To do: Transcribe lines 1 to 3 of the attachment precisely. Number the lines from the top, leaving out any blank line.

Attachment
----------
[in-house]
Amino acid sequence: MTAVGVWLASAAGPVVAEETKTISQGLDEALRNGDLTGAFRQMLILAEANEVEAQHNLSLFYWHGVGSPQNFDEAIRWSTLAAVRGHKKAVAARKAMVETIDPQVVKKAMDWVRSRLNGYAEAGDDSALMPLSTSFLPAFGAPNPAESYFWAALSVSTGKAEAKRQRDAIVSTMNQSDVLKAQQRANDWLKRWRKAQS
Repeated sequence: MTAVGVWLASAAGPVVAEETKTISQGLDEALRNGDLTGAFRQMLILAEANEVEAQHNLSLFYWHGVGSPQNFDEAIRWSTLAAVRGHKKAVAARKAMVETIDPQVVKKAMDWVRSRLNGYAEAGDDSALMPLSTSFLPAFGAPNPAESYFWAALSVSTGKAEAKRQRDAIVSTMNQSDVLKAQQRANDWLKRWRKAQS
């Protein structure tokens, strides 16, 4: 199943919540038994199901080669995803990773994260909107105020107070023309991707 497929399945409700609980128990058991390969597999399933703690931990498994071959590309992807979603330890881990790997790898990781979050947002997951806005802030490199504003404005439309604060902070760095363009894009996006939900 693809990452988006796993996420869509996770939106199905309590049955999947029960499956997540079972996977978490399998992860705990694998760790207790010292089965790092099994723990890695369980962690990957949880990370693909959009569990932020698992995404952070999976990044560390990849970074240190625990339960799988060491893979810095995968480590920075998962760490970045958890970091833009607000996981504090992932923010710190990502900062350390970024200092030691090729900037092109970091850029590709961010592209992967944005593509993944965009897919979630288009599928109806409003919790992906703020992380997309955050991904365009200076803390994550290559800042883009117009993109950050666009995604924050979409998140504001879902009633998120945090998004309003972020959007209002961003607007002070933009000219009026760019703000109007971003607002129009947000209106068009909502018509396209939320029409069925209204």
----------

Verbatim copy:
[in-house]
Amino acid sequence: MTAVGVWLASAAGPVVAEETKTISQGLDEALRNGDLTGAFRQMLILAEANEVEAQHNLSLFYWHGVGSPQNFDEAIRWSTLAAVRGHKKAVAARKAMVETIDPQVVKKAMDWVRSRLNGYAEAGDDSALMPLSTSFLPAFGAPNPAESYFWAALSVSTGKAEAKRQRDAIVSTMNQSDVLKAQQRANDWLKRWRKAQS
Repeated sequence: MTAVGVWLASAAGPVVAEETKTISQGLDEALRNGDLTGAFRQMLILAEANEVEAQHNLSLFYWHGVGSPQNFDEAIRWSTLAAVRGHKKAVAARKAMVETIDPQVVKKAMDWVRSRLNGYAEAGDDSALMPLSTSFLPAFGAPNPAESYFWAALSVSTGKAEAKRQRDAIVSTMNQSDVLKAQQRANDWLKRWRKAQS